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Health and Social Care Staff Praised for their Professionalism

2018-01-04

Health and Social Care organisations in Northern Ireland have commended the commitment and professionalism of staff across the health and social care system who have worked tirelessly throughout the holiday period to ensure that patients receive the care they need as quickly and safely as possible.

Emergency Departments across hospitals in Northern Ireland continue to be under significant pressure. This is a similar position to health services right across the UK.

Health and social care colleagues across Trusts, the Health and Social Care Board (HSCB), Public Health Agency, Northern Ireland Ambulance Service and Primary Care are working together to address pressures and staff continue to prioritise the most clinically urgent patients. Regrettably, those with less urgent conditions will have to wait longer.

In the period from Saturday 24th December to Monday 1st January (inclusive), a total of 15,626 patients were treated in the main Type 1 Emergency Departments. This represented an increase of 4% (559 patients) compared to last year and a 14% increase (1856) compared to 2015/16.

Unfortunately 928 people had to wait longer than 12 hours to be seen, treated and either discharged or admitted to hospital.

“A spokesperson for the HSCB said: “Plans have been put in place across the Health and Social Care system to manage increased pressures at this time of year. However, as a result of increased demand on top of an already very busy system, the level of complex and serious conditions, particularly amongst the growing frail and elderly population, the prevalence of flu and other respiratory conditions at this time of year, and the challenges of helping patients to return home after a hospital stay, some patients have had to wait more than 12 hours to be admitted to hospital. We fully understand the upset and inconvenience this causes to patients and their families and apologise to them for it.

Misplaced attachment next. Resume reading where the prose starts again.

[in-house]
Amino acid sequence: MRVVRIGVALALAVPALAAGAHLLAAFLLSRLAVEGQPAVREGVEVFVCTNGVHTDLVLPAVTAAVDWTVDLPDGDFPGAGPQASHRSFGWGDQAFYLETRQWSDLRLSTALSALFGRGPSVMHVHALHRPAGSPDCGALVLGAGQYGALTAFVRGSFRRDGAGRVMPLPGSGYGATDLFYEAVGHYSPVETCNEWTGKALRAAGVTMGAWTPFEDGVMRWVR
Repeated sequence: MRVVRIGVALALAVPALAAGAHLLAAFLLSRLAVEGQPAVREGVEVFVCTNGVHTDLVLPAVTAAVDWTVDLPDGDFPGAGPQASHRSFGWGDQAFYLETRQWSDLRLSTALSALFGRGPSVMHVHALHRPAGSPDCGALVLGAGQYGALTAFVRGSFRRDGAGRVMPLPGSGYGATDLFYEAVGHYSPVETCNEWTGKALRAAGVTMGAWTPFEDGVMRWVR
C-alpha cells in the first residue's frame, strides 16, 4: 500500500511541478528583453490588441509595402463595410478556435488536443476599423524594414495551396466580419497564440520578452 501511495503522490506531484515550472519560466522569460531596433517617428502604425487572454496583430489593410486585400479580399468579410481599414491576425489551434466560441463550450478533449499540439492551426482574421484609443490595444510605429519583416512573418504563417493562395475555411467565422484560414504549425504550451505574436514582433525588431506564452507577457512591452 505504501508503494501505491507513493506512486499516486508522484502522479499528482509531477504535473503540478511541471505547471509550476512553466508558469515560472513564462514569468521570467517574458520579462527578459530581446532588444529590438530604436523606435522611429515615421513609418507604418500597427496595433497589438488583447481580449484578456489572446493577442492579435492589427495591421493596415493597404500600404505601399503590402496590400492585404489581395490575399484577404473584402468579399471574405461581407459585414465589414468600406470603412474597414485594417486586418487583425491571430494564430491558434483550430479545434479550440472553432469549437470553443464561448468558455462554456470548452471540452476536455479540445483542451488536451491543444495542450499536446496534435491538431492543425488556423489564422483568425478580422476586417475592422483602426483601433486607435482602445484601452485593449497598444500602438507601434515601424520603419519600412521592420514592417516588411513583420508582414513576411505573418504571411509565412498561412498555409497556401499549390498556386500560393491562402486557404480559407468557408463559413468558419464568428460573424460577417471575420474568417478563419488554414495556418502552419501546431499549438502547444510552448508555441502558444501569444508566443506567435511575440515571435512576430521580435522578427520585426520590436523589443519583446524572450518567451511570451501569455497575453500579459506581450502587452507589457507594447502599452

“We can assure the public that anyone who needs to use an Emergency Department for urgent or life threatening conditions will continue to receive access to safe, high quality services from our highly skilled and committed staff.

“The public are reminded that they should only attend hospital Emergency Departments for urgent and life threatening conditions. There are a range of alternative services that people can access if they do not need emergency care.  These include using the online A-Z symptom checker,  seeking advice from a pharmacist, going to a Minor Injury Unit, or contacting a GP or the GP Out of Hours services (if their medical condition can’t wait until the GP surgery reopens).  People can also check the average waiting times in their local Emergency Department

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